An optional Off-Road Weather Package includes a heated steering wheel, heated and cooled front seats, and rain-sensing wipers. A similarly optional Off-Road Technology Package includes front and rear parking assist with automated braking, digital rearview mirror, wireless cell-phone charger, and cameras that give bird’s-eye and 360-degree views and can operate during low-speed maneuvering.
But wait, there’s more – other off-road bits include mudguards and running boards.
The off-road décor does “butch up” the RAV a bit, and it does so without looking silly – or making you feel silly while driving.
Lest you think I forget about the powertrain, I did not: It’s the same 2.5-liter four-cylinder that makes 203 horsepower and 184 lb-ft of torque that you see on other RAV4 trims. It’s mated to an eight-speed automatic and the TRD has all-wheel drive with torque vectoring.
Other available features aside from the off-road stuff include dual-zone climate control, Apple CarPlay, Android Auto, Toyota SafetySense (pre-collision system, radar cruise control, lane-departure alert with steering alert, lane-tracing assist, automatic high beams, road-sign assist), LED exterior lighting, moonroof, Bluetooth, USB, satellite radio, navigation, and JBL audio.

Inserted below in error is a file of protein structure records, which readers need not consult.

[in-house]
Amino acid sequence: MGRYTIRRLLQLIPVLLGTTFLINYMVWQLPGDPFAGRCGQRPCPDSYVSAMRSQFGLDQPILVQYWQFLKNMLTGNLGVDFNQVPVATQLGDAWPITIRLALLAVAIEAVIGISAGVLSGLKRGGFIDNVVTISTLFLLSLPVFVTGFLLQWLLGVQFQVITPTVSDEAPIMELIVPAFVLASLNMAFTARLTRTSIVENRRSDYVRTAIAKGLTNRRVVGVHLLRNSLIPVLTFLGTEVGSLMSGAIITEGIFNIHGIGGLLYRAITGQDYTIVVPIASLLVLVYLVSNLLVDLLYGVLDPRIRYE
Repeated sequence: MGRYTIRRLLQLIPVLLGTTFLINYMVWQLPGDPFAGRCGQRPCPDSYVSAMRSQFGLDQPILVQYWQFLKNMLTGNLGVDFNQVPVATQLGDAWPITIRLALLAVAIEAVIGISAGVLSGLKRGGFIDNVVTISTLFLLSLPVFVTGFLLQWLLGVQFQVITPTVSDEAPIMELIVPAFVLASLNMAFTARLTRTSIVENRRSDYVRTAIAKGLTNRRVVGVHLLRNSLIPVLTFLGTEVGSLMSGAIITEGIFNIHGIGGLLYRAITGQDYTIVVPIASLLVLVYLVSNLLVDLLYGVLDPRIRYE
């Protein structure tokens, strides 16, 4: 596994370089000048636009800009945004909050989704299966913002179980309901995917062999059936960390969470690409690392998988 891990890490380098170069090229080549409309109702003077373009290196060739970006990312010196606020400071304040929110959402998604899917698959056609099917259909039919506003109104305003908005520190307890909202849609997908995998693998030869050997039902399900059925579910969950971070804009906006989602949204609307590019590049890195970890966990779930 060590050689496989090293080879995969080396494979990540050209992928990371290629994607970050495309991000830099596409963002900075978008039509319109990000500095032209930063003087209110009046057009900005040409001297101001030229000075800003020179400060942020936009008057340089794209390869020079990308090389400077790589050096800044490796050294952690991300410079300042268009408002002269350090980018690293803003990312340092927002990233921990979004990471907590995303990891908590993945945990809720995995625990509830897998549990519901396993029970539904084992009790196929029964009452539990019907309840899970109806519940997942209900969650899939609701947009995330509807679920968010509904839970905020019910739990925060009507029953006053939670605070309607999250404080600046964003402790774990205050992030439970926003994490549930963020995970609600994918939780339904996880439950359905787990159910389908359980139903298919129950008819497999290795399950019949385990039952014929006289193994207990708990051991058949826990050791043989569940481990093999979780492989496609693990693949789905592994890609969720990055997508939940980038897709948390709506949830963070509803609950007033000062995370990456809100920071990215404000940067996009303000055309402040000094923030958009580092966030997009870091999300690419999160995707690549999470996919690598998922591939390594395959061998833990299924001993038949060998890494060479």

I question who this vehicle is for. Let’s assume, for a second, that the off-road dress-up is more than mere cosplay and this RAV4 can play well in the dirt. Who, other than hard-core TRD fans, puts RAV4 first when they think of small crossovers with off-road chops? Don’t most folks think Jeep Trailhawk or Bronco Sport?